It's not all about the bragging rights at the end of the straights, either, as the over-rev of the M comes into play between corners. In fact, the way the M accelerates between Mugello's chicanes is pure race bike. You can feel the electronic rider aids working overtime, balancing low, hovering wheelies with breath-taking acceleration. On paper the BMW may lack a few horses compared to such as Ducati’s V4 R, but the Beemer doesn’t exactly feel lacking in any way.



BMW M 1000 RR (2023) Handling, suspension, and weight

Once again, the changes to the chassis are minimal. The 2023 M 1000 RR weighs the same 192kg (wet, including a full tank of fuel) as its predecessor, and the frame and suspension are largely unaltered.

That means an aluminium ‘bridge’ frame that uses the engine as a structural member, with carefully tailored flex in the chassis to improve handling and grip. A set of 45mm USD forks, fully adjustable for preload, compression and rebound, are accompanied by a matching monoshock, with a similar scope for tuning.

Notable ‘M’ include the carbon-fibre wheels, which are redesigned with a new surface finish for 2023, although you can specify forged alloy wheels as an option if you prefer.

As well as reducing the bike’s tendency to wheelie, BMW promises that the increased front downforce from the redesigned bodywork and winglets will also add cornering grip, allowing greater lean angles or more speed in corners and giving more confidence to the rider in the process.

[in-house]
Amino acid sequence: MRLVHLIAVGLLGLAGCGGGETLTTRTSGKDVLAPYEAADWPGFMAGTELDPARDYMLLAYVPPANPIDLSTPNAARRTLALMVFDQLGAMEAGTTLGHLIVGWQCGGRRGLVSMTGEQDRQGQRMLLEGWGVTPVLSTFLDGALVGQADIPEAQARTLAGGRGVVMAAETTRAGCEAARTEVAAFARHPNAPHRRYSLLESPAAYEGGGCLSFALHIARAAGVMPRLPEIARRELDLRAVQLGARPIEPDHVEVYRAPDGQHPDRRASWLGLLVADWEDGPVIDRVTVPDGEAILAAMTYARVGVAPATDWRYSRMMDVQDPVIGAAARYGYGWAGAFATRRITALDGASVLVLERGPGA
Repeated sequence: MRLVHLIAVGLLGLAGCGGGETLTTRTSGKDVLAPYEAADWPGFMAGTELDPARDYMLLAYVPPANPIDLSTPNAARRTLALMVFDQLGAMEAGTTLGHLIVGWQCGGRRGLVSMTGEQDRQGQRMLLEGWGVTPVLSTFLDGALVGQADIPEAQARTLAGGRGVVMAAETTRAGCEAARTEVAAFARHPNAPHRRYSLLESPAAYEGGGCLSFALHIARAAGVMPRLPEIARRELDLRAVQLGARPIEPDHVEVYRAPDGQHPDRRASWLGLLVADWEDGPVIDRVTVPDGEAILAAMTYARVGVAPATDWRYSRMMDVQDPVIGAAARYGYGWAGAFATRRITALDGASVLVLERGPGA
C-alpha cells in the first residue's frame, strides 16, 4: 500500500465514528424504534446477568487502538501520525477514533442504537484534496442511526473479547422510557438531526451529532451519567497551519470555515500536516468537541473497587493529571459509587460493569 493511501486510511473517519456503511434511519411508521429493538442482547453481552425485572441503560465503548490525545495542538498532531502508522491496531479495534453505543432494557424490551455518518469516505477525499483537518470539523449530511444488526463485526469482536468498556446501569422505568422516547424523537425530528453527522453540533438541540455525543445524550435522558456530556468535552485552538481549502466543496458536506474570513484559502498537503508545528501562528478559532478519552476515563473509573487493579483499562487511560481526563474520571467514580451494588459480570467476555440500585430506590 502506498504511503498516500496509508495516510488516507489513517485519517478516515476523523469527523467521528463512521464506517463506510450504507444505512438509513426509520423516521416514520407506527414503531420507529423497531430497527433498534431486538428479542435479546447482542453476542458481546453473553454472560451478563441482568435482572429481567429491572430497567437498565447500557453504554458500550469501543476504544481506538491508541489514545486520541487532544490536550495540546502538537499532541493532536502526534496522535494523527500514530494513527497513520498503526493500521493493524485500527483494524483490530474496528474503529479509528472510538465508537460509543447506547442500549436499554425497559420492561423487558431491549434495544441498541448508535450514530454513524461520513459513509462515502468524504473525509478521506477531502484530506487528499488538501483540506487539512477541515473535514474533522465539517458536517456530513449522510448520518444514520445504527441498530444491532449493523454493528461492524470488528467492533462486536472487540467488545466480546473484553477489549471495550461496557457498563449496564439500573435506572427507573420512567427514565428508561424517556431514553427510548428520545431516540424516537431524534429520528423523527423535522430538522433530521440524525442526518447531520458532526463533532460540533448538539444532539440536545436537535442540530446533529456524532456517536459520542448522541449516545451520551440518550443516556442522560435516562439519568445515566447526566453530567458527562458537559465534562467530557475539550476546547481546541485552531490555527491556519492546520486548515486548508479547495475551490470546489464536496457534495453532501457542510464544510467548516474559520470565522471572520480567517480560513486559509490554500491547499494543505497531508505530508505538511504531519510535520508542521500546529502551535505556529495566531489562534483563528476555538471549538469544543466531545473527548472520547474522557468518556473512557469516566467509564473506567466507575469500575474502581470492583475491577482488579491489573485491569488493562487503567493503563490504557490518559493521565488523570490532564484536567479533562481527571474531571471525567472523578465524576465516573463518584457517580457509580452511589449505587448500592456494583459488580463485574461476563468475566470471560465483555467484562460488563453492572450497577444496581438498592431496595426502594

Not only did we have sublime Mugello asphalt as our playground, but also perfect conditions and sticky pre-heated Bridgestone slick rubber.

As a homologation special, the M lacks the DDC semi-active suspension found on S 1000 RR, so we had to spend a little time tweaking the set-up to match the track and tyres. Once done, with help from the Racing School Europe and Troy Corser, I had the opportunity to push the limits in safety over the three days of intensive testing.

Just when I thought I’d set a decent lap time and was on the edge of my ability the M would allow me to push that little bit more and improve my lap times further. The race dash not only shows brake pressure and DTC but also lean angle. This data is live while riding but it’s safer and easier to check once back in the pits. My bike's data revealed that it was regularly achieving 56 to 58 degrees of lean angle. Even at these high levels of lean, the M felt planted and sure-footed and it's worth noting that Corser was achieving a lean angle of over 60 degrees on the same bike.

For a large, angry-looking bike the M loves to carry lots of calm and composed corner speed. The combination of chassis, suspension and new aero package gives you the confidence to seriously attack corners. I’m pleased we had three days to test the new M as on the second and even third day the M was still taking me by surprise as it ran ever faster into the apex. At what I would consider to be extreme lean angles it felt solid and controlled, still not on the limit even when elbow sliders started scraping. Fun fact for you: at the North West 200 road races this year, Alastair Seeley actually touched his M's wings down!

At the end of day one I’d set a decent fast lap, but Corser gave me some pointers about how late I could brake deep into the turn, and when I should be getting on the power. I didn’t think it would be possible to cut my lap times, but the M proved to be the perfect partner. On day three it was comical how late I could brake, and how much brake pressure I could carry to the apex, and then how early I could start to accelerate. It's been said before but track riding the M truly is like a video game; the rider aids working overtime in the background allowing you to focus on the correct line and reference points around the track.